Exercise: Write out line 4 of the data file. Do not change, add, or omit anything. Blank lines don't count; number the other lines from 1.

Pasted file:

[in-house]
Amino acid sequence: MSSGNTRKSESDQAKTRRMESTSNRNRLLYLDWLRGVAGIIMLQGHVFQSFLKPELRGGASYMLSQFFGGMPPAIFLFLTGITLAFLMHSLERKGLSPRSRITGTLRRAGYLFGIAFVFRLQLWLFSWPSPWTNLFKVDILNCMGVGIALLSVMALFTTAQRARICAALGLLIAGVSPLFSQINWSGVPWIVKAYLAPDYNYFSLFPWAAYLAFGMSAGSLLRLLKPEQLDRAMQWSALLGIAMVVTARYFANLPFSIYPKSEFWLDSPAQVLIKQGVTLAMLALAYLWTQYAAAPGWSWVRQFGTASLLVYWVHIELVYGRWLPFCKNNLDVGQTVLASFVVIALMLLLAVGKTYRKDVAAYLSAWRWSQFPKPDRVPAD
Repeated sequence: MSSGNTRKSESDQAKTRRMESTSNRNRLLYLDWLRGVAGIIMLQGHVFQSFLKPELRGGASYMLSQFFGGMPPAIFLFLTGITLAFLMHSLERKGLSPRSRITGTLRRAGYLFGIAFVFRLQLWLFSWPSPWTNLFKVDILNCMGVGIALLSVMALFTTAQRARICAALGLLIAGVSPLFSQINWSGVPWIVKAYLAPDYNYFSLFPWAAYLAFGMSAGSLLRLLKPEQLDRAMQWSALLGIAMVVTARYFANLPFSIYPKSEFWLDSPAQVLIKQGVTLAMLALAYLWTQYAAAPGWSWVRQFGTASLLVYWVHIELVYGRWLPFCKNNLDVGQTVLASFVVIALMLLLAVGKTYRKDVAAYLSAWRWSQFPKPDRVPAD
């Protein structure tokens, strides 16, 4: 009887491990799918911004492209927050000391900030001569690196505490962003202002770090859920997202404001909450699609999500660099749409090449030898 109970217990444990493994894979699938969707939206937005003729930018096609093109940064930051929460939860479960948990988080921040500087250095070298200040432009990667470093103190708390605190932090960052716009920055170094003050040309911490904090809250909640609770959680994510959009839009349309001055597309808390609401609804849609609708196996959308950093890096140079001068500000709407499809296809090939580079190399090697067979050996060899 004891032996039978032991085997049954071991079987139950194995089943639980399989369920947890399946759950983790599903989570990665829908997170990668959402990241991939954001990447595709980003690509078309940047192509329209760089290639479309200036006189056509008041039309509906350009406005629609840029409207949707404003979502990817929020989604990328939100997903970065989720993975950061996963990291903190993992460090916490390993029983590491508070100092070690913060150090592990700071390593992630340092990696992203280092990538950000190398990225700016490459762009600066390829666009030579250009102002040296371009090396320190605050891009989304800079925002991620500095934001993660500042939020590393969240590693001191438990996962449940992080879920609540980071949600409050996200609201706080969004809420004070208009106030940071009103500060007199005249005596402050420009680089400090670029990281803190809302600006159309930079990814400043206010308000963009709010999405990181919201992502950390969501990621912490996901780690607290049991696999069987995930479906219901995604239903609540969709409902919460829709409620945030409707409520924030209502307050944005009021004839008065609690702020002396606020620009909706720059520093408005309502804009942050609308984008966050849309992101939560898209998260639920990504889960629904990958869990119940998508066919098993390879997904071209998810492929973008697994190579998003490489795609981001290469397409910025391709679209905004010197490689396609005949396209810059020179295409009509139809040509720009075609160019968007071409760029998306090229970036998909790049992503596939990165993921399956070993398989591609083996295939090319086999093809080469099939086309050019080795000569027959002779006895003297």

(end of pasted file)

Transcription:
């Protein structure tokens, strides 16, 4: 009887491990799918911004492209927050000391900030001569690196505490962003202002770090859920997202404001909450699609999500660099749409090449030898 109970217990444990493994894979699938969707939206937005003729930018096609093109940064930051929460939860479960948990988080921040500087250095070298200040432009990667470093103190708390605190932090960052716009920055170094003050040309911490904090809250909640609770959680994510959009839009349309001055597309808390609401609804849609609708196996959308950093890096140079001068500000709407499809296809090939580079190399090697067979050996060899 004891032996039978032991085997049954071991079987139950194995089943639980399989369920947890399946759950983790599903989570990665829908997170990668959402990241991939954001990447595709980003690509078309940047192509329209760089290639479309200036006189056509008041039309509906350009406005629609840029409207949707404003979502990817929020989604990328939100997903970065989720993975950061996963990291903190993992460090916490390993029983590491508070100092070690913060150090592990700071390593992630340092990696992203280092990538950000190398990225700016490459762009600066390829666009030579250009102002040296371009090396320190605050891009989304800079925002991620500095934001993660500042939020590393969240590693001191438990996962449940992080879920609540980071949600409050996200609201706080969004809420004070208009106030940071009103500060007199005249005596402050420009680089400090670029990281803190809302600006159309930079990814400043206010308000963009709010999405990181919201992502950390969501990621912490996901780690607290049991696999069987995930479906219901995604239903609540969709409902919460829709409620945030409707409520924030209502307050944005009021004839008065609690702020002396606020620009909706720059520093408005309502804009942050609308984008966050849309992101939560898209998260639920990504889960629904990958869990119940998508066919098993390879997904071209998810492929973008697994190579998003490489795609981001290469397409910025391709679209905004010197490689396609005949396209810059020179295409009509139809040509720009075609160019968007071409760029998306090229970036998909790049992503596939990165993921399956070993398989591609083996295939090319086999093809080469099939086309050019080795000569027959002779006895003297």